Securities Law


Federal and State Securities Law

There is a vast body of law that applies specifically to securities. The starting place for researching applicable federal law is the Securities Act of 1933 and the Securities Exchange Act of 1934. Each state has their own state securities laws. In California, most of the applicable laws can be found in the Corporations Code.

Breach of Contract

Upon opening your stockbrokerage account you enter into contracts with a brokerage firm, whereby they agree to act as your agent and conduct itself and act in accordance with the rules, regulations, customs, and usages of the stock exchanges, self regulatory organizations, and the securities industry, and in accordance with all federal and state laws and regulations. In addition, the brokerage firm impliedly agrees to act in good faith and deal fairly with you. If a brokerage firm breaches any of these contractual obligations and the result is that you’ve lost money, you may be entitled to recover your losses.


Negligence can be thought of as doing the wrong thing due to carelessness. Failure to follow a client’s instructions, failing to recommend suitable securities, failing to supervise the activity in an account, and failing to adhere to industry standards are prime examples of negligence. If you’ve lost money as a result of your broker’s or brokerage firm’s negligence you may be entitled to recover your losses.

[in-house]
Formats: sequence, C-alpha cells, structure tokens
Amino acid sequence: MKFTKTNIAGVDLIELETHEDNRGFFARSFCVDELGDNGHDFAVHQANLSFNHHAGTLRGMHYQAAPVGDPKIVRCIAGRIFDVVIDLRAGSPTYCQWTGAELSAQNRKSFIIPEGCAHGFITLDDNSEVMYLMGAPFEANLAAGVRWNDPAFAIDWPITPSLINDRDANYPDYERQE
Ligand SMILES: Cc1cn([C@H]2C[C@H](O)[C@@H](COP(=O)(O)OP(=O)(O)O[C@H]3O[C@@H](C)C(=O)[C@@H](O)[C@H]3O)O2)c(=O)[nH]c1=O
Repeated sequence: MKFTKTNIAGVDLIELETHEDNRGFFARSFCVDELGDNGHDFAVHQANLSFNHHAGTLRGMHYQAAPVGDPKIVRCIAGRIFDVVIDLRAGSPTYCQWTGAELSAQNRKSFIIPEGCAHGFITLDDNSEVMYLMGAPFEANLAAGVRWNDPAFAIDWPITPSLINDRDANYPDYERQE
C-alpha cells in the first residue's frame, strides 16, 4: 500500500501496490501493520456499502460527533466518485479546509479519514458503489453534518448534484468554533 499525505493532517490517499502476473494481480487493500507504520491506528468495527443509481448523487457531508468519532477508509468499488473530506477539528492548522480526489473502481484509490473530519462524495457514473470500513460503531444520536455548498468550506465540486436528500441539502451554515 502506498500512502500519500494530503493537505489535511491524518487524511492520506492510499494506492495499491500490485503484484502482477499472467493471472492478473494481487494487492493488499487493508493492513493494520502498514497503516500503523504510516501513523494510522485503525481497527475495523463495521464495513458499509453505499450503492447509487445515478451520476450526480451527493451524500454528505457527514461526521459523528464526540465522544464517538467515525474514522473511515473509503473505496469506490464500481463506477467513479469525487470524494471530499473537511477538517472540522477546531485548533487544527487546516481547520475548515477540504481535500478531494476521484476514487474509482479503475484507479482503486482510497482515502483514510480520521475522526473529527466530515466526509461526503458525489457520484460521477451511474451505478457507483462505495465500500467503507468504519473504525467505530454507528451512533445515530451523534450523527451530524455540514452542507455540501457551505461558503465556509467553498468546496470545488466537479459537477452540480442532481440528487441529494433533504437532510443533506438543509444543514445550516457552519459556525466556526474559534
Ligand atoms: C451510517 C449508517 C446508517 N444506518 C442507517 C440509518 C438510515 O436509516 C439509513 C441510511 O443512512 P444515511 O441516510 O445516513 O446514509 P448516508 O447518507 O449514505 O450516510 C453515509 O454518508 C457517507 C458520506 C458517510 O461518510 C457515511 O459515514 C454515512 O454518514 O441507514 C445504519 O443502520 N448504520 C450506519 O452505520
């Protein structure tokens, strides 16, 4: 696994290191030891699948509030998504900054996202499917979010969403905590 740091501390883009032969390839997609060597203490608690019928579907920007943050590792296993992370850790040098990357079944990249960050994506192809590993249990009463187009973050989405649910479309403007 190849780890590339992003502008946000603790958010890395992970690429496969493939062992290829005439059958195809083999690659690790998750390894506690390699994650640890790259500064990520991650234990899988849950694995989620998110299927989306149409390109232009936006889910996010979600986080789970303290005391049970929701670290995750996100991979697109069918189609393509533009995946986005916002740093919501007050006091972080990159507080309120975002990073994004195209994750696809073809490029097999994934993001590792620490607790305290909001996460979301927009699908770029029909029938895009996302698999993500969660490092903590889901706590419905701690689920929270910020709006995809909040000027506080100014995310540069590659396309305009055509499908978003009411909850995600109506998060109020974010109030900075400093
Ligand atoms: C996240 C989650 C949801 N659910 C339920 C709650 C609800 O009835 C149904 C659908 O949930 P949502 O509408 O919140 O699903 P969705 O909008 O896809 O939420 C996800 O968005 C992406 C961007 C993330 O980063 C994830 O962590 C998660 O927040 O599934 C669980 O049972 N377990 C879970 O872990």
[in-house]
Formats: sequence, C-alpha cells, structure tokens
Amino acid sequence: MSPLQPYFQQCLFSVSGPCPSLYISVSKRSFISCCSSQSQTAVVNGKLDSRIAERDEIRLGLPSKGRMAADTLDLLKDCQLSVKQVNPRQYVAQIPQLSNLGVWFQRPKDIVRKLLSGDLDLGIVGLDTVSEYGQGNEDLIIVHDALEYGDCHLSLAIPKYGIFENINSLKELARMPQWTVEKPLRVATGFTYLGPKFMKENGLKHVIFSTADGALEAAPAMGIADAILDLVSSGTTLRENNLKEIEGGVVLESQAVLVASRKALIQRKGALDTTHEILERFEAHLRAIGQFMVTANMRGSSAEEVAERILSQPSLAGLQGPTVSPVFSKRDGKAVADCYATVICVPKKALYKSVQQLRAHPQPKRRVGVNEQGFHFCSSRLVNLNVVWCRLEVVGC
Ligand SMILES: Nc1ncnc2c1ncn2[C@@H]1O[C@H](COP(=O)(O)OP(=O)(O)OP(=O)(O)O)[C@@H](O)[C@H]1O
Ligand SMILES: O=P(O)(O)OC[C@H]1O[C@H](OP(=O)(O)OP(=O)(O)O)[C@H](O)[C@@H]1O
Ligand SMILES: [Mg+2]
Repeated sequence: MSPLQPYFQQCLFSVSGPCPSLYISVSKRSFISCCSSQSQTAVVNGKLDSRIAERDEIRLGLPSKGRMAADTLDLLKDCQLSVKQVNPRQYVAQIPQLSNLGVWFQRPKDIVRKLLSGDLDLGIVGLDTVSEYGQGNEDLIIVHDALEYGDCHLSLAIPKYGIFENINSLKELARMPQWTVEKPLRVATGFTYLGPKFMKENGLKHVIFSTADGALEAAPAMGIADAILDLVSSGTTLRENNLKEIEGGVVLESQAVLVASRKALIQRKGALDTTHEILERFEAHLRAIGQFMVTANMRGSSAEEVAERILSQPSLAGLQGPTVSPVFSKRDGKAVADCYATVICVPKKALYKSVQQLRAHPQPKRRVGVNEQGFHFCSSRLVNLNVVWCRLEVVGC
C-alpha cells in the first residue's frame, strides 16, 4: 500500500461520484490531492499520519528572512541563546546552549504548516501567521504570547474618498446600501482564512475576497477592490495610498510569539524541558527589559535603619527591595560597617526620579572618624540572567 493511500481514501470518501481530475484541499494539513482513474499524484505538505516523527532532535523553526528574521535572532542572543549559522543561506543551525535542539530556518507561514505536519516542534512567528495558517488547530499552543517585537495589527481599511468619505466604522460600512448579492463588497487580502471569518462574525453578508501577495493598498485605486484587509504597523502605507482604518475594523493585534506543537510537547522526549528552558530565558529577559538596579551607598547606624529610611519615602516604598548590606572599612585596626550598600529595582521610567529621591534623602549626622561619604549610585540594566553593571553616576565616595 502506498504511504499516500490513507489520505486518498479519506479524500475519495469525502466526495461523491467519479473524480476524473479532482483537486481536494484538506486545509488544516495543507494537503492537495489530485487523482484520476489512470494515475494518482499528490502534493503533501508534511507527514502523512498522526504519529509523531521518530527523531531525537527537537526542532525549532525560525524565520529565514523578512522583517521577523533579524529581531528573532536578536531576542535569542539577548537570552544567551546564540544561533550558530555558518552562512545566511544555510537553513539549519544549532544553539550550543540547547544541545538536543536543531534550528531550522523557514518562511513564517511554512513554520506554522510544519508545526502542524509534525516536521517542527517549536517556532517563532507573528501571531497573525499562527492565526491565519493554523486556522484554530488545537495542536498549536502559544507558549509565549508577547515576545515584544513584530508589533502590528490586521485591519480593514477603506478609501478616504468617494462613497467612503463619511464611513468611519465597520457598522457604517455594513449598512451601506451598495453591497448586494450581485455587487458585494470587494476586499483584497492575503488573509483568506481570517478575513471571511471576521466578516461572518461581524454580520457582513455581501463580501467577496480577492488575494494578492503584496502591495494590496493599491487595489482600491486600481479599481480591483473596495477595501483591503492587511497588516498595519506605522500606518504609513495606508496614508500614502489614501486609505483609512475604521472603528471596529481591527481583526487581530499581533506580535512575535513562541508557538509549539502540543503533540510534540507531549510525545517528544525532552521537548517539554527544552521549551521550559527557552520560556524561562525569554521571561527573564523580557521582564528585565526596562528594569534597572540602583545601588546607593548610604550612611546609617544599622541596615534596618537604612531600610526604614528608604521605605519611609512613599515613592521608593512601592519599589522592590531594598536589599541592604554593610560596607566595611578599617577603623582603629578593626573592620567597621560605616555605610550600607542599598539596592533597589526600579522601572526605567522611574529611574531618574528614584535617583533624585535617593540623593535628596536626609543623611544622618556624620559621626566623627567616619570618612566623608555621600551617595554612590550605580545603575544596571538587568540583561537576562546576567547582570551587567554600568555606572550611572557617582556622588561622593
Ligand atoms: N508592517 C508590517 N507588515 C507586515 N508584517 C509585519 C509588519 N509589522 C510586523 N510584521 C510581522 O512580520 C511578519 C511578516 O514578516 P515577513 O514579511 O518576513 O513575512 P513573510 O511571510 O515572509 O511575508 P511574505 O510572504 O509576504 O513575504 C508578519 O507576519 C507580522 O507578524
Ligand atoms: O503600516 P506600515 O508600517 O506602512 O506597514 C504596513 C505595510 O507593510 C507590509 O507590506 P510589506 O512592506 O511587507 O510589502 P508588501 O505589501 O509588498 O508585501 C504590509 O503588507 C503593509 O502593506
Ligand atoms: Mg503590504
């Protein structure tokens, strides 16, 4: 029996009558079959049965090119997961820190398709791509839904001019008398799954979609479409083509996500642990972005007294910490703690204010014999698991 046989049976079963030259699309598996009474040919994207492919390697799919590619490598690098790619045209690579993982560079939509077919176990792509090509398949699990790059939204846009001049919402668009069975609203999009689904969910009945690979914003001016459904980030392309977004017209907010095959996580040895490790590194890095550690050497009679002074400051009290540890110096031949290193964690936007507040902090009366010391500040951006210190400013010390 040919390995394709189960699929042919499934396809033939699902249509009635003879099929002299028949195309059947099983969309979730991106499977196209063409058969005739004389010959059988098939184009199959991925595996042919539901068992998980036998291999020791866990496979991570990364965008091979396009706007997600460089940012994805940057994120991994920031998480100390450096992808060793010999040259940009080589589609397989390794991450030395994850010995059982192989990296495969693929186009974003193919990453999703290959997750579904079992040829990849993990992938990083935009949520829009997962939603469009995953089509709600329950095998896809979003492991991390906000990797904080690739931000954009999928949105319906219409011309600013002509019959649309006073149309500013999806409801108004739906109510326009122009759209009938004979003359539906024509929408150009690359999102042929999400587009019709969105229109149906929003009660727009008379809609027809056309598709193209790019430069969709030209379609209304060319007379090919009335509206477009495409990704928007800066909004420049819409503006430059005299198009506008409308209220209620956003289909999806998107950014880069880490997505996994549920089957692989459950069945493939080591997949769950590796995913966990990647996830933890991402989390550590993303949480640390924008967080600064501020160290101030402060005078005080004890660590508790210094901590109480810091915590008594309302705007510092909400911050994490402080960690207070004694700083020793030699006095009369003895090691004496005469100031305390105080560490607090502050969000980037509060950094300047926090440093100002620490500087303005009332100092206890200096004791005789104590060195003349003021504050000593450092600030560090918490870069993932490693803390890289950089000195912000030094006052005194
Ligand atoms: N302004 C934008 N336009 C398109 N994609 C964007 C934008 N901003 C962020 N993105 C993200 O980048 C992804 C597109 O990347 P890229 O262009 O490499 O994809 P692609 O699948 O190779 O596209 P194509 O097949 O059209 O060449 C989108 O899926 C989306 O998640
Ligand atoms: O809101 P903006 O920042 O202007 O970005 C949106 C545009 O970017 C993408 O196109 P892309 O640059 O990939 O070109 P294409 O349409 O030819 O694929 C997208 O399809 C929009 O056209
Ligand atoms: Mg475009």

If negligence is carelessness, fraud is doing the wrong thing on purpose, to the detriment of the client, and for the benefit of someone else, (the broker). Did your broker purposely recommend you invest in unsuitable securities that paid a higher commission? Did they execute excessive trades in your account to generate extra commissions? A finding of fraud can be accompanied by an award of punitive damages.

Breach of Fiduciary Duty

In California, brokers owe a fiduciary duty to their clients. This means that brokers must put their client’s interests first. Brokers owe their client the highest legal duty imposed by law. Failure to adhere to this duty exposes brokers to liability for resulting losses.

Failure to Supervise

Brokerage firms are responsible for developing and implementing a system of supervision designed to ensure that client accounts are managed properly. If you’ve lost money as a result of a brokerage firm’s failure to adequately monitor your account, you may be entitled to recover money from that firm.

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